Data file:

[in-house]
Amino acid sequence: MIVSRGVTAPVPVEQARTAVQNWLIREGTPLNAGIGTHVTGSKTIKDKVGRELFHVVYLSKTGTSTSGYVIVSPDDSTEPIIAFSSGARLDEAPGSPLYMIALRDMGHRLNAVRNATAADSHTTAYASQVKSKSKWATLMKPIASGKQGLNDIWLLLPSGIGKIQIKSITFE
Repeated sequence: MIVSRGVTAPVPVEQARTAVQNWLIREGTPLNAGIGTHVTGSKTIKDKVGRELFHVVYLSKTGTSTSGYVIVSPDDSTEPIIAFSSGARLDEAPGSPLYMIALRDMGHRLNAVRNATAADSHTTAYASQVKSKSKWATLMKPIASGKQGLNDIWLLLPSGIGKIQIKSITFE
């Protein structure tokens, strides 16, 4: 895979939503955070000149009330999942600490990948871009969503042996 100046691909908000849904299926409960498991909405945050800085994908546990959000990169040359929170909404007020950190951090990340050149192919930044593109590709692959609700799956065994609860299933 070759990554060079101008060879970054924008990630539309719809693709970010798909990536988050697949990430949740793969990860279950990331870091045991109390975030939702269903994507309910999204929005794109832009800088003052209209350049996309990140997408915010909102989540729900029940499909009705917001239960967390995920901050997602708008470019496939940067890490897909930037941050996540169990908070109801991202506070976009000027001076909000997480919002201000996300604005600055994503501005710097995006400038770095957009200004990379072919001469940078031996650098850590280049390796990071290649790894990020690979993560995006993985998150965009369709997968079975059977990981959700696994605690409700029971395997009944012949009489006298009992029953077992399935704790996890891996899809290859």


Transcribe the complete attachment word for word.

[in-house]
Amino acid sequence: MIVSRGVTAPVPVEQARTAVQNWLIREGTPLNAGIGTHVTGSKTIKDKVGRELFHVVYLSKTGTSTSGYVIVSPDDSTEPIIAFSSGARLDEAPGSPLYMIALRDMGHRLNAVRNATAADSHTTAYASQVKSKSKWATLMKPIASGKQGLNDIWLLLPSGIGKIQIKSITFE
Repeated sequence: MIVSRGVTAPVPVEQARTAVQNWLIREGTPLNAGIGTHVTGSKTIKDKVGRELFHVVYLSKTGTSTSGYVIVSPDDSTEPIIAFSSGARLDEAPGSPLYMIALRDMGHRLNAVRNATAADSHTTAYASQVKSKSKWATLMKPIASGKQGLNDIWLLLPSGIGKIQIKSITFE
């Protein structure tokens, strides 16, 4: 895979939503955070000149009330999942600490990948871009969503042996 100046691909908000849904299926409960498991909405945050800085994908546990959000990169040359929170909404007020950190951090990340050149192919930044593109590709692959609700799956065994609860299933 070759990554060079101008060879970054924008990630539309719809693709970010798909990536988050697949990430949740793969990860279950990331870091045991109390975030939702269903994507309910999204929005794109832009800088003052209209350049996309990140997408915010909102989540729900029940499909009705917001239960967390995920901050997602708008470019496939940067890490897909930037941050996540169990908070109801991202506070976009000027001076909000997480919002201000996300604005600055994503501005710097995006400038770095957009200004990379072919001469940078031996650098850590280049390796990071290649790894990020690979993560995006993985998150965009369709997968079975059977990981959700696994605690409700029971395997009944012949009489006298009992029953077992399935704790996890891996899809290859």